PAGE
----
“Officials don’t do us favors, they don’t respond to complaints,” Golos deputy director Grigory Melkonyants told volunteers. “If 100,000 people watch an online video, this is the best complaint to the Prosecutor General’s Office.”
The observers, aged from their late teens to early 50s, were taught how to call in reports and send results by text message so they appear immediately on Golos’ website. In December, results seen at individual polling stations differed significantly from those reported later by the Central Election Commission.
The volunteers also were instructed in how to demand to see certified results and calmly dodge efforts to evict them from polling stations without provoking a confrontation.
During the December election, Golos observers were kicked out of polling stations, threatened, intimidated and offered money in exchange for refusing to monitor the vote, said Melkonyants. Some observers had their video cameras broken.
The 6-foot-tall Rassypnov said he was prepared for a difficult time on Sunday, but was not worried: “I’m not that easy to mess around with.”
The volunteers were told to wear comfortable shoes and warm clothes, and pack snacks and bottled water to help them make it through the long election day. As “mobile monitors,” they will move from one polling station to another starting at 7 a.m., an hour before polls open, and ending after 8 p.m., when the polls close and election officials have to count the votes and certify the results.
Rassypnov’s thoughts were already on what might happen after the election.
“If a group of observers forms a political party, I’ll join them,” Rassypnov said. “Because today I don’t see anyone who can decently represent the people.”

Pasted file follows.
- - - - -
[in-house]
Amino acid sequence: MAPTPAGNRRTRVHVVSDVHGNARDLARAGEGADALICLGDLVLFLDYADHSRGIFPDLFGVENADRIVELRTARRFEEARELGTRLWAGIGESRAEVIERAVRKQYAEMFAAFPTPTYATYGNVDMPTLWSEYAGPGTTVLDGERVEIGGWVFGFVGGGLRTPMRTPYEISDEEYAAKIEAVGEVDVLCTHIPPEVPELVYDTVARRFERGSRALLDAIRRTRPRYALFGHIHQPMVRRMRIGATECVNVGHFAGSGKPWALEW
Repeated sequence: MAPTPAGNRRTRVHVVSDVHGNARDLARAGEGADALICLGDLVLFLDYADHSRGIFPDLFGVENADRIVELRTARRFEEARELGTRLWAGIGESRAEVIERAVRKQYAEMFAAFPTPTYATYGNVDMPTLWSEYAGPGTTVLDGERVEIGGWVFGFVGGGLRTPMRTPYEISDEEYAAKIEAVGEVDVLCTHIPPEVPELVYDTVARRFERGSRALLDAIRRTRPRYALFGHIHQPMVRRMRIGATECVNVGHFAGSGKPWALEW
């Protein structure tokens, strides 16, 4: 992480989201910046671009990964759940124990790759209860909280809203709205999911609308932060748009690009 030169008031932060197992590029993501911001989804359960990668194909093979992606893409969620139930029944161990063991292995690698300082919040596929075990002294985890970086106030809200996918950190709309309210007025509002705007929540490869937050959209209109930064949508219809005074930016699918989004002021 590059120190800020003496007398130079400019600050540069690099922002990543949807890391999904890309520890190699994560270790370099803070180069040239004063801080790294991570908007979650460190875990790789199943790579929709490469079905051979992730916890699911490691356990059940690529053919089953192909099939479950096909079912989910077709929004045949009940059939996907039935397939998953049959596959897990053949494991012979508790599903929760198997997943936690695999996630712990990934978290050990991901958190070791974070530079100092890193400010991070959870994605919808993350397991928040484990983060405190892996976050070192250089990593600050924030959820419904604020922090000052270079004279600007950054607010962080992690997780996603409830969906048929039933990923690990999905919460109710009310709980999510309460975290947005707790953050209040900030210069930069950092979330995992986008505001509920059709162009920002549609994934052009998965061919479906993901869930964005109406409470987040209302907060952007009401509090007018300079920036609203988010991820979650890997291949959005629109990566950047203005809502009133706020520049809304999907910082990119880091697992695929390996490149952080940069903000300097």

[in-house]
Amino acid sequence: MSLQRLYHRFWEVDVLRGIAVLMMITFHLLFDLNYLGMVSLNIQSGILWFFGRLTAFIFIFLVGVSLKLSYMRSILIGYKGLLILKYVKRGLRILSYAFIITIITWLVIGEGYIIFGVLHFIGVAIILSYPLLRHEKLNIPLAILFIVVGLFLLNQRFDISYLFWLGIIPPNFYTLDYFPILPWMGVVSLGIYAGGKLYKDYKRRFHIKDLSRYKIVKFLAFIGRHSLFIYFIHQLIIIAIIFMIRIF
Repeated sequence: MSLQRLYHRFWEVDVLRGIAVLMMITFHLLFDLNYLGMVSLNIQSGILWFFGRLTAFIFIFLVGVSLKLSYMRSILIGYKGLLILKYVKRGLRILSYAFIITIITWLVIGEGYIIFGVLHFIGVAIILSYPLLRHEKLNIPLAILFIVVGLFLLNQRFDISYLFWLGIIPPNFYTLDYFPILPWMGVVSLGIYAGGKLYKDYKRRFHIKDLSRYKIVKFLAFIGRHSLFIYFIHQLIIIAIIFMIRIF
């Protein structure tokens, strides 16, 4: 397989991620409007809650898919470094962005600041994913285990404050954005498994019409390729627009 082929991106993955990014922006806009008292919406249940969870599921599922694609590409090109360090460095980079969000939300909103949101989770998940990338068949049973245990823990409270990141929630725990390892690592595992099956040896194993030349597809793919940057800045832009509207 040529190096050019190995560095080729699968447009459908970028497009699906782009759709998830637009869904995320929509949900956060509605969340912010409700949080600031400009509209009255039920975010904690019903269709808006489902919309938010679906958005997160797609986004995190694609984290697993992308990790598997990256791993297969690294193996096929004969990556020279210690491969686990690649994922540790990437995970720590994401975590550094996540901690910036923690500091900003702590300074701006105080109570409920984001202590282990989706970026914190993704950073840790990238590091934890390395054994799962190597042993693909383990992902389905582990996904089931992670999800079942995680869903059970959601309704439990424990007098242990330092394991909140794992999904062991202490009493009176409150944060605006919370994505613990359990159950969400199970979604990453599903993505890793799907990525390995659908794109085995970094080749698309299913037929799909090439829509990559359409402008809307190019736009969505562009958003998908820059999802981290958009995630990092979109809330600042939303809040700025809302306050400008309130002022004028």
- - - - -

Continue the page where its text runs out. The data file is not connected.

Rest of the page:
Election monitors in Russia must either represent candidates and their political parties or monitor the vote as journalists. Golos will dispatch its 3,000 monitors as correspondents of its online newspaper.
Citizen Observer, an election monitoring group founded ahead of the December election, saw the number of its volunteers increase from 750 to 7,000, when they began turning people away, unable to train any more, spokesman Matvei Petukhov said.
Golos estimates that 30,000 complaints were filed nationwide after the parliamentary election, mainly by political parties and voters. But most of the complaints have been dismissed by election officials and prosecutors, citing lack of evidence. No one is known to have been prosecuted on charges of electoral fraud.
The crowds of new volunteers surprised even longtime election monitors such as Melkonyants.
“Most of them don’t care who wins, they just want to ensure an honest vote count,” he said.
Those attending the Golos training sessions tend not to support either Putin or those running against him, and few have any illusions that they can change the situation overnight.
“The best thing that can happen _ and this is very realistic _ is a change in people’s mentality, when participation in politics will become normal to people,” said Svetlana Bardina, 23, who teaches philosophy at a Moscow university.
Mansur Mirovalev can be reached at: